It may sound obvious, but selling low-value items requires much more sales to make a living than higher value items.

For low-value items, whilst more sales are required, the lower value can be advantageous as customers are more likely to take a risk on an unknown site/brand for this kind of item.

For high-value items, the brand and site need to look completely professional and have some kind of history to ease customers’ minds that you’re not a scam (more on this later).

Repeat business

If you have a lot of repeat business then the likelihood is that you could direct these customers to your own store over time. Repeat customers are definitely a good thing as they already know and trust you as a seller, and your brand.

How do I get customers to trust my website?

Now, this is a difficult question as you have to think like you are a customer. Your site needs to look professional and be user friendly – customers will subconsciously have a higher opinion of your brand if this is the case.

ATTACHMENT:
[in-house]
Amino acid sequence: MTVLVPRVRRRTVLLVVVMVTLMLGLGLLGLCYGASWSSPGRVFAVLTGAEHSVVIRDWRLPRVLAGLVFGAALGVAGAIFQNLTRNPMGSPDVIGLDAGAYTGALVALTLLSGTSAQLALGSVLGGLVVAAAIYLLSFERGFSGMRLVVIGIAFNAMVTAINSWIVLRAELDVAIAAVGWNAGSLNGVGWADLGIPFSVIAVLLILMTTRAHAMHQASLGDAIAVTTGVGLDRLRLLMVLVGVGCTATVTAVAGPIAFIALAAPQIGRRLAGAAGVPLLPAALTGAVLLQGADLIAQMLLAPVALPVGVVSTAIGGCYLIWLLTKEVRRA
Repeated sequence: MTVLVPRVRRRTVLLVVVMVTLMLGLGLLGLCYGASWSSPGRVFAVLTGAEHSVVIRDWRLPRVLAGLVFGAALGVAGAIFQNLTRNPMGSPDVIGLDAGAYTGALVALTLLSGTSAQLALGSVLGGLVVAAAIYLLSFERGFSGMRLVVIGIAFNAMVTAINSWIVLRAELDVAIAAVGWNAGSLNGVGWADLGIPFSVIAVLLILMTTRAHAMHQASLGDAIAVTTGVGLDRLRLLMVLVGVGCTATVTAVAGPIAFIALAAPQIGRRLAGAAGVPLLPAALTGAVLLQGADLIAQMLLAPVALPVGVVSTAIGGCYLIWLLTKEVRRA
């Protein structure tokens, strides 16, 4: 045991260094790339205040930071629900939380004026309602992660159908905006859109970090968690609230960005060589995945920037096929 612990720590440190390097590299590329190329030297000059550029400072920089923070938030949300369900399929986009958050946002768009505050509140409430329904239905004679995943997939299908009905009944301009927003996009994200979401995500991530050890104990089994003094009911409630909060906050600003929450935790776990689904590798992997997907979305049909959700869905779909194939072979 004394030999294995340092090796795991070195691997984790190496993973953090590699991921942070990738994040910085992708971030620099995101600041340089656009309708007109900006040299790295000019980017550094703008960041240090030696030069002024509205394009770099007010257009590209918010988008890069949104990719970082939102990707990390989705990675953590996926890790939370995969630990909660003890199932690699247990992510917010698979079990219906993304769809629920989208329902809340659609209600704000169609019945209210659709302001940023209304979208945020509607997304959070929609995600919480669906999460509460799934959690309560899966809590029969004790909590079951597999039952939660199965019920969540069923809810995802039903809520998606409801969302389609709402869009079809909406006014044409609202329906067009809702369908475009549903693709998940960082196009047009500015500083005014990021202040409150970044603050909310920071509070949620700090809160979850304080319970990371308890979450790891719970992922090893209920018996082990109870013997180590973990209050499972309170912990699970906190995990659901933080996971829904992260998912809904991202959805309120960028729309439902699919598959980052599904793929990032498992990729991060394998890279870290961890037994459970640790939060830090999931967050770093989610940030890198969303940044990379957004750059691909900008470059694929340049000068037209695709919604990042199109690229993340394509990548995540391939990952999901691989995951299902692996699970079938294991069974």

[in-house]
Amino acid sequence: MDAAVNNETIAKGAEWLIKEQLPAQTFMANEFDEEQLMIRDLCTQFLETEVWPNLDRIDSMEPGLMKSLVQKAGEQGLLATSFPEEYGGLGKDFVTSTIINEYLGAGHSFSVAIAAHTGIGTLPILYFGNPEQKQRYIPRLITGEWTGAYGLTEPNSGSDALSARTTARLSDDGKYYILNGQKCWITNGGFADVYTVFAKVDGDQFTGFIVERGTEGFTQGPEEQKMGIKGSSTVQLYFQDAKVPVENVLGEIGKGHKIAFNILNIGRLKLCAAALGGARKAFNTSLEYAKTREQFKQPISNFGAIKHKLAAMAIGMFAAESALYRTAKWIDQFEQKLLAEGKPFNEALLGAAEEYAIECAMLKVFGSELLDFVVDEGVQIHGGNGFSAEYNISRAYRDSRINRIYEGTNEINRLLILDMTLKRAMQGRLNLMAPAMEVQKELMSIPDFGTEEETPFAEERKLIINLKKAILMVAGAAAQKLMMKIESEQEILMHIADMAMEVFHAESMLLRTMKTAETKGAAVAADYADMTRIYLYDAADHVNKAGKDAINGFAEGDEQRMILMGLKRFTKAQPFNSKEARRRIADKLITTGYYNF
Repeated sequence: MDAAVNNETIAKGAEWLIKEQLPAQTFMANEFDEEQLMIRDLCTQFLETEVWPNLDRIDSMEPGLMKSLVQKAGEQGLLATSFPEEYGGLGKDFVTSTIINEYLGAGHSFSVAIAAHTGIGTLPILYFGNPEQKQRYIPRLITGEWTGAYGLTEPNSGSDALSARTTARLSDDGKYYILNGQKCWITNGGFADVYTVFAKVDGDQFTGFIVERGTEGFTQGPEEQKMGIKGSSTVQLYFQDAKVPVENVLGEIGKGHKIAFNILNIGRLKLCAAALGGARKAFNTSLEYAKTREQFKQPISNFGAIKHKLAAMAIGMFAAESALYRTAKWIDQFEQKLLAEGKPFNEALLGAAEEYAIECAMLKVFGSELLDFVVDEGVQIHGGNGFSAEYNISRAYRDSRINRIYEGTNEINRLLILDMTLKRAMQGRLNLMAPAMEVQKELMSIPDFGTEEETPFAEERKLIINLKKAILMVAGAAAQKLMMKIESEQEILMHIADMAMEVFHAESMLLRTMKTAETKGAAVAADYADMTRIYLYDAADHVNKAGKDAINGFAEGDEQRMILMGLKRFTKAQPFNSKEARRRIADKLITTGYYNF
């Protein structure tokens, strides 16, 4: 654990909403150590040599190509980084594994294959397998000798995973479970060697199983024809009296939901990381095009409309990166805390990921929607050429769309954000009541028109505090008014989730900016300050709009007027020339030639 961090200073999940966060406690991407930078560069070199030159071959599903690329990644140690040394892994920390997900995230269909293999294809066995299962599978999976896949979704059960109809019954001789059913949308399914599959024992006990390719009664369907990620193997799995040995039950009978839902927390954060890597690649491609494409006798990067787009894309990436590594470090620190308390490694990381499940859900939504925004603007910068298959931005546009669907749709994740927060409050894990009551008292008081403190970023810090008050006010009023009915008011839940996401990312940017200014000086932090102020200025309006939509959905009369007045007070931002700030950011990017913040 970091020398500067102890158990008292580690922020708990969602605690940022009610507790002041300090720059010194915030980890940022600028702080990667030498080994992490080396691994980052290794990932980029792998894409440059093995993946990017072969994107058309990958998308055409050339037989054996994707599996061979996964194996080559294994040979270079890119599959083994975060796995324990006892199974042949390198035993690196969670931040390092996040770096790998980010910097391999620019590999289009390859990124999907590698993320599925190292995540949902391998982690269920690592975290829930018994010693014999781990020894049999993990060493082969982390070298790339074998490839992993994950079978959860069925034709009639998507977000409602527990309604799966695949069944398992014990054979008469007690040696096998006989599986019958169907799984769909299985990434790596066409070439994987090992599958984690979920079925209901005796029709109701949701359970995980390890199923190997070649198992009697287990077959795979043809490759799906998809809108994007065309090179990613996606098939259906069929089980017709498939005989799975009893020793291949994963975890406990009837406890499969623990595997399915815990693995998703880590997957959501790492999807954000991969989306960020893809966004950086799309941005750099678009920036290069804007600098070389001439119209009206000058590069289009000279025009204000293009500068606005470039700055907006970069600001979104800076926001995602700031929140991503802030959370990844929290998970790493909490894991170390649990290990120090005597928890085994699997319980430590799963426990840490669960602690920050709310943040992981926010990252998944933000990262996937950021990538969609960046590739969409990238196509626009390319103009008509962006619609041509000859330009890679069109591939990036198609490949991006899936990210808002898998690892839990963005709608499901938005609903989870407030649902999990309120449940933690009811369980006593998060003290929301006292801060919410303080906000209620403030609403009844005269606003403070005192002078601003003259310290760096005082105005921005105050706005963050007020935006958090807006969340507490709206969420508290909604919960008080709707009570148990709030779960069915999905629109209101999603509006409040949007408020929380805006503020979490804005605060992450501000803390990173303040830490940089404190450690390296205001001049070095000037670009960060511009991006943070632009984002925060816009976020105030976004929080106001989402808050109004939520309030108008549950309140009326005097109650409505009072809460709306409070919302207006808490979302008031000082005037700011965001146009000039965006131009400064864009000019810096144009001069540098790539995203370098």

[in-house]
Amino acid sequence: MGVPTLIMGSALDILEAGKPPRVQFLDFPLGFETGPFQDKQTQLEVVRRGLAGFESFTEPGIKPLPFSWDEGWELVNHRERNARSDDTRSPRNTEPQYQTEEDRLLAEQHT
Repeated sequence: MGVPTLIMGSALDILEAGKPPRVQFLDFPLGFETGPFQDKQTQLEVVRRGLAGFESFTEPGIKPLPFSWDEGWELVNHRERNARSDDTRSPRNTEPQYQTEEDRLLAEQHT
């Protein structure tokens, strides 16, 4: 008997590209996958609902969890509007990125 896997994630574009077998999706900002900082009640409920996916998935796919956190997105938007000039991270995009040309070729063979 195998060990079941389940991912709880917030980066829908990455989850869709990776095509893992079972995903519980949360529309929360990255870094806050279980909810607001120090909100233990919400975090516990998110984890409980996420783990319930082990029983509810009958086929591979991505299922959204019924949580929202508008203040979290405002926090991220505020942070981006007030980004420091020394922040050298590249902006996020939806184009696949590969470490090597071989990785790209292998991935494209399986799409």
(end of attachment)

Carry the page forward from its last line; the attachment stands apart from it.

Reviews

Another thing a customer wants to see is reviews, and there are two ways of doing this.

The easy option is having a link to your Etsy reviews on your site whilst you build up sales on your site.

The less-easy option is to message the customers that left your Etsy reviews asking them to review your site on Trustpilot or Google. If going for this, maybe give them a discount code for your site as a thank-you.

Taking example again from WallpaperMural.com, we can see they have integrated Etsy reviews into the navigation of their site.

Example of homepage for ecommerce website and integration to Etsy

What are the costs involved in moving away from Etsy?

First of all, you are going to have costs involved with an eCommerce platform.

Unless you decide to write a completely bespoke, secure website (which will take a very long time, or cost a lot of money), you are going to use an eCommerce platform such as Shopify, WooCommerce, 3dCart, etc.

Each of these will cost a certain amount per month: for example, Shopify costs $29 a month plus the cost of your domain – however you will pay no listing fees and transaction fees are way lower than Etsy.